Karina Canellakis, Jeremy Denk
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They're Taking Bach to the Future
The Wall Street Journal
Of all America's up-and-coming classical instrumentalists, Jeremy Denk, the pianist-blogger who won a MacArthur Foundation "genius grant" in September, might well be the most interesting. A brainy virtuoso at home in the world of words, he plays with a striking blend of deeply considered expression and total technical command. Mr. Denk records for Nonesuch, which favors smart artists who do it their way, and he made his solo debut for the label last year with a coupling of Beethoven's knotty C-Minor Piano Sonata, Op. 111, and György Ligeti's bracingly modern Piano Etudes, a fusion of past and present that set the critics to buzzing.
Now Mr. Denk has released his second Nonesuch album, a performance of Bach's "Goldberg" Variations, the mammoth keyboard masterpiece to which eggheads of all sorts have long been irresistibly drawn. It's gorgeously and insightfully played, and I can't imagine any musician not wanting to hear what so thoughtful an artist has to say about so towering a musical monument.
But what about everybody else? The "Goldbergs," after all, have already been recorded by such celebrated pianists and harpsichordists as Daniel Barenboim, Simone Dinnerstein, Keith Jarrett, Wanda Landowska, Murray Perahia and András Schiff, as well as in arrangements for brass choir, harp, marimba, organ and string trio. Glenn Gould recorded the "Goldbergs" twice, in 1955 and 1985, and both of his versions are widely and rightly regarded as indispensable. All this being the case, is it possible for any musician, even one as gifted as Mr. Denk, to further enhance our understanding of so oft-told a musical tale? Or would he have done better to pick a less well-known piece?
For my part, I find Mr. Denk's interpretation of the "Goldbergs" to be enthrallingly involving. He is one of our finest musical minds, and anything that such folk have to say about the classics is by definition worth hearing. Yet if you asked me to explain to a nonmusician why that is so…well, I'd be up against it. As obvious as the differences are to me between Mr. Denk's "Goldbergs" and Mr. Perahia's "Goldbergs," they don't lend themselves to simple verbal description, nor will they be self-evident to a listener who doesn't already know the piece well.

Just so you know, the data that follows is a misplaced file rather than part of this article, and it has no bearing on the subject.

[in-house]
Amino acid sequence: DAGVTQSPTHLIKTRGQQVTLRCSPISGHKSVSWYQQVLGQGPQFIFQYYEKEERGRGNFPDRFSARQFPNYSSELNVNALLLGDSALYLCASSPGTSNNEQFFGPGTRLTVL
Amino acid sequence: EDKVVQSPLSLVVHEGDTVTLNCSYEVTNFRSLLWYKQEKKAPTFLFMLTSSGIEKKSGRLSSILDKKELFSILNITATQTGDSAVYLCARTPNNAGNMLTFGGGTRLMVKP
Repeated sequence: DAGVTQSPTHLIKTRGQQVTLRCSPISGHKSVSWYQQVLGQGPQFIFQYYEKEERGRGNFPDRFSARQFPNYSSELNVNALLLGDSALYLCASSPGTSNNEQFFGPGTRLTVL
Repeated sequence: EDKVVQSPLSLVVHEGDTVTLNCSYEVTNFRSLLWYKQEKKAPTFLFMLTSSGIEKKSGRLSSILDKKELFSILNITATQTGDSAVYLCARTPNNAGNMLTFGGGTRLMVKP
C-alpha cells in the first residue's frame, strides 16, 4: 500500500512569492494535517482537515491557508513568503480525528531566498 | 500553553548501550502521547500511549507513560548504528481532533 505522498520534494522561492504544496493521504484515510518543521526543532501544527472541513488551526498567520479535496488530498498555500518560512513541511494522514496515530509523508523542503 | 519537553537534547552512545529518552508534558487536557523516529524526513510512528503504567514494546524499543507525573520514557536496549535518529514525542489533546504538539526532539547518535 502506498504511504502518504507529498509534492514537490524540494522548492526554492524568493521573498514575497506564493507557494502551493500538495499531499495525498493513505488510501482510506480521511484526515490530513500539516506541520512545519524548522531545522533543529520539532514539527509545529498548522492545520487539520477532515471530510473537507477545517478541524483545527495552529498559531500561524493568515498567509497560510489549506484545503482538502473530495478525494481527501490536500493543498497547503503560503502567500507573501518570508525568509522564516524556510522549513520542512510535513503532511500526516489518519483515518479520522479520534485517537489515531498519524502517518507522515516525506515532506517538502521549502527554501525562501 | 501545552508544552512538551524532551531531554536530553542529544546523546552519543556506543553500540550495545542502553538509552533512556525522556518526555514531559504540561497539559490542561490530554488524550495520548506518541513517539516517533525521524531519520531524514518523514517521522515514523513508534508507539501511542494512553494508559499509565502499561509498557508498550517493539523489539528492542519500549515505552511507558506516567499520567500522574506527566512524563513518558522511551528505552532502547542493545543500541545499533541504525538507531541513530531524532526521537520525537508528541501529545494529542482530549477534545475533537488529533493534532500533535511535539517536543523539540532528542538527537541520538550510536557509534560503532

It's a lot easier for a drama critic to explain to his readers the point of going to see a new production of an ultrafamiliar play like, say, "King Lear." I've reviewed eight "Lears" for the Journal in the past decade, ranging from Bill Rauch's modern-dress Oregon Shakespeare Festival version, in which Shakespeare's aging monarch is seen relaxing after hours in a La-Z-Boy, to a Chicago staging by Robert Falls whose opening scene was set in a men's room. Some were remarkable, others preposterous, but all were sharply differentiated in ways that made immediate sense to lay audiences. Can the same thing be said of Mr. Denk's recording of the "Goldbergs," marvelous though it is and love it though I do? I suspect not.
Mr. Denk, who is nobody's fool, has shrewdly chosen to release his version of the "Goldbergs" as part of a two-disc set that also contains a DVD devoted to "video liner notes" in which he speaks with uncommon perspicuity about how the piece is put together, accompanying himself on piano. That's one way—and a good one—to stand out from the pack. An even better one is exemplified by another of Nonesuch's recent releases, an album in which Chris Thile plays three of Bach's sonatas and partitas for unaccompanied violin on mandolin. Mr. Thile, who is better known for the riotously creative music that he plays with the Punch Brothers, his progressive bluegrass-pop combo, is by no means a classical-music dilettante. His delicate yet propulsive interpretation of the G-Minor Sonata would be more than worth hearing on violin, and the pointed sound of the mandolin endows it with a thrillingly new palette of instrumental colors.
Don't take my word for it. The liner notes to Mr. Thile's album eloquently make the case for playing Bach on mandolin: "The plucked and decaying notes call the harpsichord to mind, a harpsichord freed from its box…. I can't help feeling a different weird connection between these ancient and arduous works of Bach and old-fashioned banjo picking, or country fiddling—the pleasure and discipline of virtuosity over centuries."
Well said…and who said it? None other than Jeremy Denk. He knows a good thing when he hears one, and so will you. If I had to guess what the future of recorded classical music will sound like, I'd bet on Mr. Thile's Bach—as well as on Mr. Denk's video liner notes. That's the kind of fresh thinking of which we can never have too much.